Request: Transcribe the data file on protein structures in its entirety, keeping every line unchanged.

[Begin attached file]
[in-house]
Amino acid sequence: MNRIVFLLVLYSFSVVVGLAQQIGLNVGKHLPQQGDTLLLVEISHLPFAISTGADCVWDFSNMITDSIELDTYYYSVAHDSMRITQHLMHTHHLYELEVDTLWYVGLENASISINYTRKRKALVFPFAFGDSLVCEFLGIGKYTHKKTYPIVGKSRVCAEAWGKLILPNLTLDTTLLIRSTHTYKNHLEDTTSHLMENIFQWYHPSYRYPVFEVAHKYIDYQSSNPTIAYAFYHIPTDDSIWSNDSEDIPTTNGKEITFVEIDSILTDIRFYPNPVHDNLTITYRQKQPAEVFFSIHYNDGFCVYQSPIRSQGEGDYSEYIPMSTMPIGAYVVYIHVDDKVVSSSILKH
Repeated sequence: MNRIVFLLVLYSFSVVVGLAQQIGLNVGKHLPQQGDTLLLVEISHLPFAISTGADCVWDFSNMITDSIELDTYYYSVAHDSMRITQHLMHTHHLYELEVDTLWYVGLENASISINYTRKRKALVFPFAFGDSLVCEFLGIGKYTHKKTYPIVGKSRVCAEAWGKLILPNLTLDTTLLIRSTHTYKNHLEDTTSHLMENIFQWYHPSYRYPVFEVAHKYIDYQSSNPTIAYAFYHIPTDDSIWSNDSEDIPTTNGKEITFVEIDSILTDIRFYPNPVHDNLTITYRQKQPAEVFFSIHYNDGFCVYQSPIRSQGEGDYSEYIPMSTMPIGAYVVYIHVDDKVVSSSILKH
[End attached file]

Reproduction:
[in-house]
Amino acid sequence: MNRIVFLLVLYSFSVVVGLAQQIGLNVGKHLPQQGDTLLLVEISHLPFAISTGADCVWDFSNMITDSIELDTYYYSVAHDSMRITQHLMHTHHLYELEVDTLWYVGLENASISINYTRKRKALVFPFAFGDSLVCEFLGIGKYTHKKTYPIVGKSRVCAEAWGKLILPNLTLDTTLLIRSTHTYKNHLEDTTSHLMENIFQWYHPSYRYPVFEVAHKYIDYQSSNPTIAYAFYHIPTDDSIWSNDSEDIPTTNGKEITFVEIDSILTDIRFYPNPVHDNLTITYRQKQPAEVFFSIHYNDGFCVYQSPIRSQGEGDYSEYIPMSTMPIGAYVVYIHVDDKVVSSSILKH
Repeated sequence: MNRIVFLLVLYSFSVVVGLAQQIGLNVGKHLPQQGDTLLLVEISHLPFAISTGADCVWDFSNMITDSIELDTYYYSVAHDSMRITQHLMHTHHLYELEVDTLWYVGLENASISINYTRKRKALVFPFAFGDSLVCEFLGIGKYTHKKTYPIVGKSRVCAEAWGKLILPNLTLDTTLLIRSTHTYKNHLEDTTSHLMENIFQWYHPSYRYPVFEVAHKYIDYQSSNPTIAYAFYHIPTDDSIWSNDSEDIPTTNGKEITFVEIDSILTDIRFYPNPVHDNLTITYRQKQPAEVFFSIHYNDGFCVYQSPIRSQGEGDYSEYIPMSTMPIGAYVVYIHVDDKVVSSSILKH